Reflections on Minecraft Game Design STEM Camp

Last week, I had the honor of spending four full days with a group of talented and highly-energetic middle schoolers during the the Surry County Schools annual STEM Camp.  My camp, in particular, was Game Design in Minecraft.  Throughout the week, using Minecraft as our platform, we worked through a design process to create an original game, built on a shared server.

design-mapping

Form A Design Studio

Students first formed a design studio, a group of three to four student designers.  They gave their studio a name and then created a slogan.  Some of my personal favorites were:

CMT (Create. Minecraft. Technology.) – “Expect The Unexpected.”

4RandomThings – “Sometimes, all you need are 4 Random Things to make 1 GREAT thing happen…”

All of the submissions were equally creative.

Develop Story and Map The Game

From there, teams were tasked with developing a title and some basic story elements they wished to include in their game.  One group’s theme revolved around surviving a zombie apocalypse, another tasked you with finding a lost pig.  Once again, Minecraft’s flexibility really enabled students to unleash their imaginations and creativity.  Following this step, teams mapped out their overall design plans, labelling traps, puzzles, landscaping elements, and other challenges.  At this point, teams pitched their ideas to me for feedback.  Much of this dealt with the technical possibilities and limitations of MinecraftEDU.  After approval, teams logged into our shared server, selected a site for their game, marked off the borders with colored wool and signs and began building.  By far, this step was the most time consuming and most enjoyed by the student-designers.

building

Playtesting

As the part of the camp neared, we moved into a play-testing phase.  First, each team play-tested their own game, thinking critically about what was working and what needed to be changed.  A snapshot of the server was saved (to preserve traps and such), and studios played the games designed by their fellow designers.  They provided constructive, written feedback to the creators of the game they played and then we moved into an iteration/polish phase.  We spent some extra time discussing how to give and receive feedback.  “Feedback is a gift!”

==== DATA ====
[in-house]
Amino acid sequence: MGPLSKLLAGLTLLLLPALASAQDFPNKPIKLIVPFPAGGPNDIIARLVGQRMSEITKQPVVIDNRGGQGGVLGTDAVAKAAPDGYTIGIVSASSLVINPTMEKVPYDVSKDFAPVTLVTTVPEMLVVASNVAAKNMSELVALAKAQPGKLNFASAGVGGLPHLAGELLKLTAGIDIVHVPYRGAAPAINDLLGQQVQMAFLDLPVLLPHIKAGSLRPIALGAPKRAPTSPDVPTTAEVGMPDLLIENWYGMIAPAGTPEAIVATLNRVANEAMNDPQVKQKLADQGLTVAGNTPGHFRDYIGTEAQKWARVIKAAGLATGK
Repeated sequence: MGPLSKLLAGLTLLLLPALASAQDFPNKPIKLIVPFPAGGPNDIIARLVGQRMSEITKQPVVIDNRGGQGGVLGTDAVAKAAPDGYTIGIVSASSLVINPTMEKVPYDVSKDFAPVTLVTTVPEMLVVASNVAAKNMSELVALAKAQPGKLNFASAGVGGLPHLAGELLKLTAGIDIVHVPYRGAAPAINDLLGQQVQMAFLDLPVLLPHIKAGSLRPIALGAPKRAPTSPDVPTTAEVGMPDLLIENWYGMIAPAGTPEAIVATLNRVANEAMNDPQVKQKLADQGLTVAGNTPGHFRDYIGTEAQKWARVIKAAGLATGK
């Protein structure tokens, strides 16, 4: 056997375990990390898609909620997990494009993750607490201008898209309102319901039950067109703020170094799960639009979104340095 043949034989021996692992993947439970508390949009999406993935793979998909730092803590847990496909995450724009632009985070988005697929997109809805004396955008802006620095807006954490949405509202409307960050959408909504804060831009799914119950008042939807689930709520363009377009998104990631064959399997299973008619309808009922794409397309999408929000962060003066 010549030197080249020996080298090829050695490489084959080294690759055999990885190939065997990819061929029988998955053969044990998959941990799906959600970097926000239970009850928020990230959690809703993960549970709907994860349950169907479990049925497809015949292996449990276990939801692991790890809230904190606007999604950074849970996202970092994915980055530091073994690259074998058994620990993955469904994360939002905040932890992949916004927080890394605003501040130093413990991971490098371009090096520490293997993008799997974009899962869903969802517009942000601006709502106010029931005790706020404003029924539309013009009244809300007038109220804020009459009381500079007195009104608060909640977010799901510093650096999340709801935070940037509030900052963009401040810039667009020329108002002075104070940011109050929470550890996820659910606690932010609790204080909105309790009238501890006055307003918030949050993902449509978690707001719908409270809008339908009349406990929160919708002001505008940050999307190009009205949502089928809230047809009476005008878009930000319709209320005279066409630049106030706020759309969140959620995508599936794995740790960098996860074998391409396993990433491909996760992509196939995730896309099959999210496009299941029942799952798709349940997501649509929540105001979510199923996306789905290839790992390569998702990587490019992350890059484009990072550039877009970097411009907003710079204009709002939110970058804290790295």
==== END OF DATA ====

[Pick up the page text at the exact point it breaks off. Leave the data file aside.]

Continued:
Walkthroughs and Live Interview with Game Developers

The week concluded with a live walkthrough of the game facilitated by each team and ultimately a ceremony to distribute an official (physical) badge for their work with certificates.  Our last treat was a live chat with game developers at 1st Playable Productions.  The 1st Playable team shared their path leading to careers in game design, games they’ve worked on, and challenges they faced along the way.  Our student designers asked incredible questions along the way.

discoWhat worked well:

  • The design studio concept and the emphasis on team development.
  • MinecraftEDU.  The management aspects available to the teacher were invaluable.
  • Rezzly (3DGameLab) – All of the challenges (lessons?) were framed as quests.  Each one unlocking the next.  XP, ranks, and badges provided fun incentives outside of Minecraft play.
  • Playing alongside the students.
  • Taking breaks. – We periodically took breaks from our design work to work on collaborative, team-based quests in a Survival Mode server.  Spaced mid-way during the morning and afternoon design work provided fantastic brain breaks.
  • Getting feedback from students.  What did you like?  What did you not like?  What would YOU change?
  • Music during design time.  They love to sing while working.
  • Spontaneous dance party.  – Teleport all the kids to a central location, crank up the music. Dance! (or jump and crouch – best you can get in Minecraft)

What needs work:

  • Students didn’t actually get into Minecraft until the end of the first day.  That’s tough.  It’s hard for them to focus entirely on writing/drawing related to something they simply want to be playing.  Breaking the early design work up with some play and possible ways to do some of the prototyping within Minecraft might help.
  • Reminding players not to set off traps when exploring other teams’ builds.
  • Despite front-loading, some players simply can’t seem to help themselves when it comes to respecting others’ space and things in Minecraft.  They are accustomed to simply taking/using what they see and then arguing about it if there’s a conflict.  The solution?  Next time I’ll spread the teams out in the survival world.

I’m really looking forward to building on this first year prepping for next year’s camp.

-Lucas